Why did my hard disk fail or crash so fast & for no apparent reason?

It is estimated that over 90% of all new information produced in the world is being stored on magnetic media, most of it on hard disk drives. Despite their importance, there is relatively little published work on the failure patterns of disk drives, and the key factors that affect their lifetime. Most available data is either based on extrapolation from accelerated aging experiments or from relatively modest sized field studies.

Moreover, larger population studies rarely have the infrastructure in place to collect health signals from components in operation, which is critical information for detailed failure analysis.

Customers replace disk drives at rates far higher than those suggested by the estimated mean time between failure (MTBF) supplied by drive vendors, according to a study of about 100,000 drives conducted by Carnegie Mellon University.

Hard Disk Failure

The Carnegie Mellon study examined large production systems, including high-performance computing sites and Internet services sites running SCSI, FC and SATA drives. The data sheets for those drives listed MTBF between 1 million to 1.5 million hours, which the study said should mean annual failure rates “of at most 0.88%.” However, the study showed typical annual replacement rates of between 2% and 4%, “and up to 13% observed on some systems.”

So what does this mean to you, the consumer who purchases hard drives and computers with hard drives?

I have over 25 years of engineering, manufacturing, and software development experience so first let’s examine an important aspect of typical manufacturing processes from automobiles and air planes to hard drives and smart phones. The typical manufacturer of any end product actually produces few of the components that make up the end product. They in fact outsource the manufacture and often the design of almost all subcomponents giving the supplier oversight ranging from none at all to expansive specifications, testing, and oversight. The supplier picked to supply the component is often the lowest bidder while some manufacturers choose the best supplier based on value which is a combination of price, quality, and reliability.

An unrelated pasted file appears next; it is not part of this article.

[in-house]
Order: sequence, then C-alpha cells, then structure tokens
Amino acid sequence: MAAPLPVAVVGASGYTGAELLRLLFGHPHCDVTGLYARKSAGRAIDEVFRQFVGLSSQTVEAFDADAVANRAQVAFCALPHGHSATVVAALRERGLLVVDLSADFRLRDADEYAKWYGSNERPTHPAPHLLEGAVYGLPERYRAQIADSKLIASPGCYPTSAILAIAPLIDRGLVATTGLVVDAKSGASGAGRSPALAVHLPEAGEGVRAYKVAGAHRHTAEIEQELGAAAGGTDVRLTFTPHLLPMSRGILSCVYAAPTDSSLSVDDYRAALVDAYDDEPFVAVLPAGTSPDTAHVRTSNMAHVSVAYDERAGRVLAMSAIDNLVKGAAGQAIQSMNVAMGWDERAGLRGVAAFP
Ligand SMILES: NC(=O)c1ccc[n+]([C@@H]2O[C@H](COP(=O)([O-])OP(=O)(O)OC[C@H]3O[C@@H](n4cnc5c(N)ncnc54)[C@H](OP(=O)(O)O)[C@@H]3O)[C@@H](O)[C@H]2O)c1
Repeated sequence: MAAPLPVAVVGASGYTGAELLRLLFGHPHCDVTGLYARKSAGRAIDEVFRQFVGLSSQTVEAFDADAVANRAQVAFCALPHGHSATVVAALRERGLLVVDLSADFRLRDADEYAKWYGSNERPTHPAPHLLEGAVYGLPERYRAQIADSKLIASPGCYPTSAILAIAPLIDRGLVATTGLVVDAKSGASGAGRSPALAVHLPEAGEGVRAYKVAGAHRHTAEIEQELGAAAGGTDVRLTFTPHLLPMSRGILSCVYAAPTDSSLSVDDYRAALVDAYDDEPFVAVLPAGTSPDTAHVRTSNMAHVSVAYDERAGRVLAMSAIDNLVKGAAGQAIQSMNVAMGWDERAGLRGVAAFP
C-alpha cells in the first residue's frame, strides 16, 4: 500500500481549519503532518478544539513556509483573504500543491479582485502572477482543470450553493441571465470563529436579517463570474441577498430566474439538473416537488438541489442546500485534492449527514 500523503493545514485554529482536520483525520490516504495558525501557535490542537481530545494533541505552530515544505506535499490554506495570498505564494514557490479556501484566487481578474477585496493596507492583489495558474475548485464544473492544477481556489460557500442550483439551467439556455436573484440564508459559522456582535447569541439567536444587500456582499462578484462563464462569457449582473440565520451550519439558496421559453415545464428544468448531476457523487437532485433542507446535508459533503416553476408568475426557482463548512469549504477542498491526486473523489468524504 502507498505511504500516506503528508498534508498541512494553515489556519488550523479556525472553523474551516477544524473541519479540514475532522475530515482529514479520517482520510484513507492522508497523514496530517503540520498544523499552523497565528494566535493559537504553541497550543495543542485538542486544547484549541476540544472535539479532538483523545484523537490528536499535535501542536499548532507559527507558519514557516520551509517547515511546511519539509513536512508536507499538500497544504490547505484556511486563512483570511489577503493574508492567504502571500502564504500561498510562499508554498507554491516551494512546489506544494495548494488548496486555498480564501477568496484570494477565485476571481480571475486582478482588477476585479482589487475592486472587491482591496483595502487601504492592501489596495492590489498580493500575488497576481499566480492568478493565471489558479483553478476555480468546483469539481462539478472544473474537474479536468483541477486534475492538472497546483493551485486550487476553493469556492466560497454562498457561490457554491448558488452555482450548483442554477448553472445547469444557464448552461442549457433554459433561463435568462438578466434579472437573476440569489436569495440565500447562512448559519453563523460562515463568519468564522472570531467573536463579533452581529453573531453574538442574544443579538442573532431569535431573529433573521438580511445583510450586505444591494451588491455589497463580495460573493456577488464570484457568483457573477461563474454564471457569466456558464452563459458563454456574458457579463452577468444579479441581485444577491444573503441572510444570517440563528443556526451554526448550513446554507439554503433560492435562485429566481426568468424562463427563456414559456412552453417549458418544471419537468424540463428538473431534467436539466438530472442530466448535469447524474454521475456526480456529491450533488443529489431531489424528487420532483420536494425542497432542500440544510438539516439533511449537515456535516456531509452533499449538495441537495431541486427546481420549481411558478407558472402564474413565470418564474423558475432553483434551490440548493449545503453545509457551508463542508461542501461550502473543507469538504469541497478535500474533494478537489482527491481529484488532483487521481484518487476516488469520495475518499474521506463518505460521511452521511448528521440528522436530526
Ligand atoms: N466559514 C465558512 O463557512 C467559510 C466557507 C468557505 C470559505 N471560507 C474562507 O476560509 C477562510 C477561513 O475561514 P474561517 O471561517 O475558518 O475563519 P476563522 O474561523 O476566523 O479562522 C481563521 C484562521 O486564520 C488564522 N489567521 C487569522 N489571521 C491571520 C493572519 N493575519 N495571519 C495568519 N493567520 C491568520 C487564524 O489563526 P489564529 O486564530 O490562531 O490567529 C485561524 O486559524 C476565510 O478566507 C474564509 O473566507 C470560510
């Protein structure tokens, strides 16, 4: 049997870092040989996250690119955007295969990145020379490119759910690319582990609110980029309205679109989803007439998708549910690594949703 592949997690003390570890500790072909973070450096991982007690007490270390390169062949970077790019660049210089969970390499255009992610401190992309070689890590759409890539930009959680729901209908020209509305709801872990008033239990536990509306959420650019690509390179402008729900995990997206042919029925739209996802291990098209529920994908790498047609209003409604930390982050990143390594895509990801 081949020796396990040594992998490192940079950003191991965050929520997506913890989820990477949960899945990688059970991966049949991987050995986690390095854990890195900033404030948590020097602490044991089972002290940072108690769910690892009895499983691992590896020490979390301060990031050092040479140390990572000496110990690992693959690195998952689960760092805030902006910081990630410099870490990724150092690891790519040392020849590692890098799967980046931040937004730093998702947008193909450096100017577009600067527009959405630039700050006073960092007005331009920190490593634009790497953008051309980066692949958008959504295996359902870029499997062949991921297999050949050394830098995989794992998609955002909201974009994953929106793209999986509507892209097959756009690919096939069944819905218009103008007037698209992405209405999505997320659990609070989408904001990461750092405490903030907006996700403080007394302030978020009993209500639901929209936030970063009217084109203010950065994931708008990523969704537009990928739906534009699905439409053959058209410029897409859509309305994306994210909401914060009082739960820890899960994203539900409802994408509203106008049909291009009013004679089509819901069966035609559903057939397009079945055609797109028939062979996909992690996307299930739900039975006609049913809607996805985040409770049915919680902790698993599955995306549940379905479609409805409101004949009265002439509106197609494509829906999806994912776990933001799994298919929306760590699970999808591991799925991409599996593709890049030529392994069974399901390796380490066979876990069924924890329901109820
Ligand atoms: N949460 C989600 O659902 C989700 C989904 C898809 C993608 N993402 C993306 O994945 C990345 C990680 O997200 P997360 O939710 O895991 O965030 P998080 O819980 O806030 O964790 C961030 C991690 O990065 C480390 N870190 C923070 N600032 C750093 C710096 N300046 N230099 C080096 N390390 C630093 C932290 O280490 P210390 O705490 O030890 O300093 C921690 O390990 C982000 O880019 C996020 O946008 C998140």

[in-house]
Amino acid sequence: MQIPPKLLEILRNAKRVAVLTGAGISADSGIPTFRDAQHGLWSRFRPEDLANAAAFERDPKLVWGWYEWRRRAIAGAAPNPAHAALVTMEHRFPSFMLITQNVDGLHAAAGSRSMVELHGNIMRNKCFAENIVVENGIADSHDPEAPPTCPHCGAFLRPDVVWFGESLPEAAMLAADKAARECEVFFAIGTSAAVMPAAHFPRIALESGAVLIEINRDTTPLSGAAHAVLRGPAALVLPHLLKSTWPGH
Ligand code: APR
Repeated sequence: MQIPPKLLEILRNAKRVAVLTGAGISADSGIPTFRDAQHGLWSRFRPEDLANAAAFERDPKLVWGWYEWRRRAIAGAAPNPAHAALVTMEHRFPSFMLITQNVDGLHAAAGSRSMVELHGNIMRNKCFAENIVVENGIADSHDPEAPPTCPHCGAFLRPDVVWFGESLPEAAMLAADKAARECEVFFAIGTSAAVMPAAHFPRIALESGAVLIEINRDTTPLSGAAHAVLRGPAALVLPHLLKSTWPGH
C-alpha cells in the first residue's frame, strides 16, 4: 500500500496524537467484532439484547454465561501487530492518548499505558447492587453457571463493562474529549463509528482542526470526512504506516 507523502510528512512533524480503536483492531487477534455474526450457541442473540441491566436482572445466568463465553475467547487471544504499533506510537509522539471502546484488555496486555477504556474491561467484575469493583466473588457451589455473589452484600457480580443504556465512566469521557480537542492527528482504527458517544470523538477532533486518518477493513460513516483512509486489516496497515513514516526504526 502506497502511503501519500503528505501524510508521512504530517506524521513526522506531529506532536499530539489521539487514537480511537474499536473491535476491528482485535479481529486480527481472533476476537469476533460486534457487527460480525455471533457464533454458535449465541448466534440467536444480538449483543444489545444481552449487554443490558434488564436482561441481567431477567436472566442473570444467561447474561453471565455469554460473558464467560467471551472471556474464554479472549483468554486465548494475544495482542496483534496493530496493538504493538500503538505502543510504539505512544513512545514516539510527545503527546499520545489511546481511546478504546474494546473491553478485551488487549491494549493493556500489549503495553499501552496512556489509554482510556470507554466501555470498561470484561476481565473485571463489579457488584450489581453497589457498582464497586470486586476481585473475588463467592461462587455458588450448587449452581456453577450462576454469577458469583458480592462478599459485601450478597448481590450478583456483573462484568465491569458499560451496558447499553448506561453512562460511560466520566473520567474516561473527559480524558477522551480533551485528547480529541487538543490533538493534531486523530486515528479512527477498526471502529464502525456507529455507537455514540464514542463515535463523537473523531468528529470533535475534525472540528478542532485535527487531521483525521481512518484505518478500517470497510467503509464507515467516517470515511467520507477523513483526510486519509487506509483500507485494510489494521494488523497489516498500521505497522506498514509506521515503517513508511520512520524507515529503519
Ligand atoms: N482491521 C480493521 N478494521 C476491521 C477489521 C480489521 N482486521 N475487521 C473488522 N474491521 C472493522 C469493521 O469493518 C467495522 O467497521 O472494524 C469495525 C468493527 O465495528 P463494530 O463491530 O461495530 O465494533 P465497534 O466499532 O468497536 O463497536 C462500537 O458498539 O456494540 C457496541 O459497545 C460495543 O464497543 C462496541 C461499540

This system of outsourcing is often referred to as the tiered supplier base. A tier one supplier supplies directly to the manufacturer of the end product. The suppliers to the tier one supplier are tier two suppliers, and so goes it down the food chain. Technically in the case of a hard drive manufacturer, they in fact, a tier one supplier to the computer manufacturer. This system explains why when the United States Government was wrestling with whether to bailout the US Automobile Manufacturers people were quoted as saying if they are allowed to go under, hundreds of thousands of people will lose their jobs. They were referring to the employees of all the tier suppliers.

In a system like this the quality of the end product is only as good as the weakest link in the supply chain. Very complex and rigid quality control and design methods are used by most suppliers to ensure the quality of their product but in the end it still comes down to potential for human error. Even the most sophisticated lights out, 24/7, computer controlled, & robotized manufacturing plant in the world is subject to human error. The person programing the robot may not be concentrating on the task causing the robot to place a microchip a fraction of a micrometer off target every 100th operation causing your hard drive to fail when your co-workers identical computer us just fine.